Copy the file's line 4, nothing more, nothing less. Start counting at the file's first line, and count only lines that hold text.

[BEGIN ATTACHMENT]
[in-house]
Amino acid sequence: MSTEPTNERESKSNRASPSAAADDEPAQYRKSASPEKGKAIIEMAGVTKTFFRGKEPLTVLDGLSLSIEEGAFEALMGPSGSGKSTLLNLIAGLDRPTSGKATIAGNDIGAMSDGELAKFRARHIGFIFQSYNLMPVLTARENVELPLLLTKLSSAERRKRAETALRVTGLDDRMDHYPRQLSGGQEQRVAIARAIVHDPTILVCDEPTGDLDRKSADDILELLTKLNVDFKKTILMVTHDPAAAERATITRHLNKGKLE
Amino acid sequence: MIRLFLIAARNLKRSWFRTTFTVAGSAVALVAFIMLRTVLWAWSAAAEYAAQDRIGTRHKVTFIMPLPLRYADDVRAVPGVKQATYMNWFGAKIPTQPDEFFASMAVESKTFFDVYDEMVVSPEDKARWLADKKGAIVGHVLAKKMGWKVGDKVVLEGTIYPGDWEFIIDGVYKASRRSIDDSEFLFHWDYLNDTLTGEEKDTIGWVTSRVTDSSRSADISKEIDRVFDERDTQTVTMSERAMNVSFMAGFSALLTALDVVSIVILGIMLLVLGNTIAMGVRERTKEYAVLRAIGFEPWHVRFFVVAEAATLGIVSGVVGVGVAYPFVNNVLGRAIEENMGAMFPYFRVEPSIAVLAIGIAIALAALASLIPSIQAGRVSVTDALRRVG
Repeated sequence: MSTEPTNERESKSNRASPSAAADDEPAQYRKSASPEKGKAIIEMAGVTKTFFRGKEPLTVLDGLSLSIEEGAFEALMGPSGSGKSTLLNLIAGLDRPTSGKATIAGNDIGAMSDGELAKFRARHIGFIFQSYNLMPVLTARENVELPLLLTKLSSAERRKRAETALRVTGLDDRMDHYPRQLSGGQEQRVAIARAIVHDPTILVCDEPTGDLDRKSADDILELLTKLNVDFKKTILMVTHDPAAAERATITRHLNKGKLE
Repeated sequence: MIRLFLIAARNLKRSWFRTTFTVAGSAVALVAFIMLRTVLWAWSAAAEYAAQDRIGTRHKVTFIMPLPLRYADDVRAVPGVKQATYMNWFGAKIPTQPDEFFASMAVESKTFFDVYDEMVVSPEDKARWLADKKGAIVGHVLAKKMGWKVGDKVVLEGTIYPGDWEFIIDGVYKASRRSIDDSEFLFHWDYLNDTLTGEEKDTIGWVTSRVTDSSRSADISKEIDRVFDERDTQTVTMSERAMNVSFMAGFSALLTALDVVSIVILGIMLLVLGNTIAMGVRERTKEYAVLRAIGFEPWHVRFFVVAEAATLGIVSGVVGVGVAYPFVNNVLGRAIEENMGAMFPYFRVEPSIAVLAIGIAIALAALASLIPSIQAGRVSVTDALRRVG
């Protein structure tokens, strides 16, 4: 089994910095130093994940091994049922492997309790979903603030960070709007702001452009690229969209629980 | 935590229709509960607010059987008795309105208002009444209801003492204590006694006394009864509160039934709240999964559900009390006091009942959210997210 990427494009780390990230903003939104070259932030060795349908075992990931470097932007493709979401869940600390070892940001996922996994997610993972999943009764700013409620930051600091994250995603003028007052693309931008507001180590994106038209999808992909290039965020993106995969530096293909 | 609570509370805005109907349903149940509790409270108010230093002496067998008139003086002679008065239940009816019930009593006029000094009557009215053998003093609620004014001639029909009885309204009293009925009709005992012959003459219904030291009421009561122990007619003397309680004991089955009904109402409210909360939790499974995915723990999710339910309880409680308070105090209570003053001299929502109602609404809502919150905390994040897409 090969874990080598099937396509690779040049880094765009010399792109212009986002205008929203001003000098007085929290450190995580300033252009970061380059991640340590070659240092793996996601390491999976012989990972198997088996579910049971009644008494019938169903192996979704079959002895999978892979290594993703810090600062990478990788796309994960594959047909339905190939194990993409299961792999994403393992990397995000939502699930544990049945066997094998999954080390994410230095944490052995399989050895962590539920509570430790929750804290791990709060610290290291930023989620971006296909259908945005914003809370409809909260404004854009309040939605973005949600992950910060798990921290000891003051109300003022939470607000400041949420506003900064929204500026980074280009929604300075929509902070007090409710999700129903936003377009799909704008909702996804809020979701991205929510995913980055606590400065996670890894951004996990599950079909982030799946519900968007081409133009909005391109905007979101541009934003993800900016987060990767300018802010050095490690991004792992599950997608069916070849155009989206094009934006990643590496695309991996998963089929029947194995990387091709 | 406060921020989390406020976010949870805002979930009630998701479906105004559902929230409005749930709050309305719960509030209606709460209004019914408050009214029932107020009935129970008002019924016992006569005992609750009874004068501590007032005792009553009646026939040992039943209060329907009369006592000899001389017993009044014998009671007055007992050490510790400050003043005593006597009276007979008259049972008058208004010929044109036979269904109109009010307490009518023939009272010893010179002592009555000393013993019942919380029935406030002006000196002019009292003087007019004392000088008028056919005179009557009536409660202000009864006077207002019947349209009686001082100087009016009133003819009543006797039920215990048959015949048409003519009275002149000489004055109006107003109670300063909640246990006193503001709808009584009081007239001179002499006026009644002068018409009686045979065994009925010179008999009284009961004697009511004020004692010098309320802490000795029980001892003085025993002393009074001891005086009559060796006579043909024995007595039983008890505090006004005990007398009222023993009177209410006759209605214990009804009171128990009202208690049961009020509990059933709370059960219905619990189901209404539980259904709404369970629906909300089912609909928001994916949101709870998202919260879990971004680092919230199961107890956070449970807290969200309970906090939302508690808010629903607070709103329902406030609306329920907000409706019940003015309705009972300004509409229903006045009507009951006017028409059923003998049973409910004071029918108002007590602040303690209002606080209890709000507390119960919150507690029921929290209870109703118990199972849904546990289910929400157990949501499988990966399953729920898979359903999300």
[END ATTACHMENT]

Repeated sequence: MSTEPTNERESKSNRASPSAAADDEPAQYRKSASPEKGKAIIEMAGVTKTFFRGKEPLTVLDGLSLSIEEGAFEALMGPSGSGKSTLLNLIAGLDRPTSGKATIAGNDIGAMSDGELAKFRARHIGFIFQSYNLMPVLTARENVELPLLLTKLSSAERRKRAETALRVTGLDDRMDHYPRQLSGGQEQRVAIARAIVHDPTILVCDEPTGDLDRKSADDILELLTKLNVDFKKTILMVTHDPAAAERATITRHLNKGKLE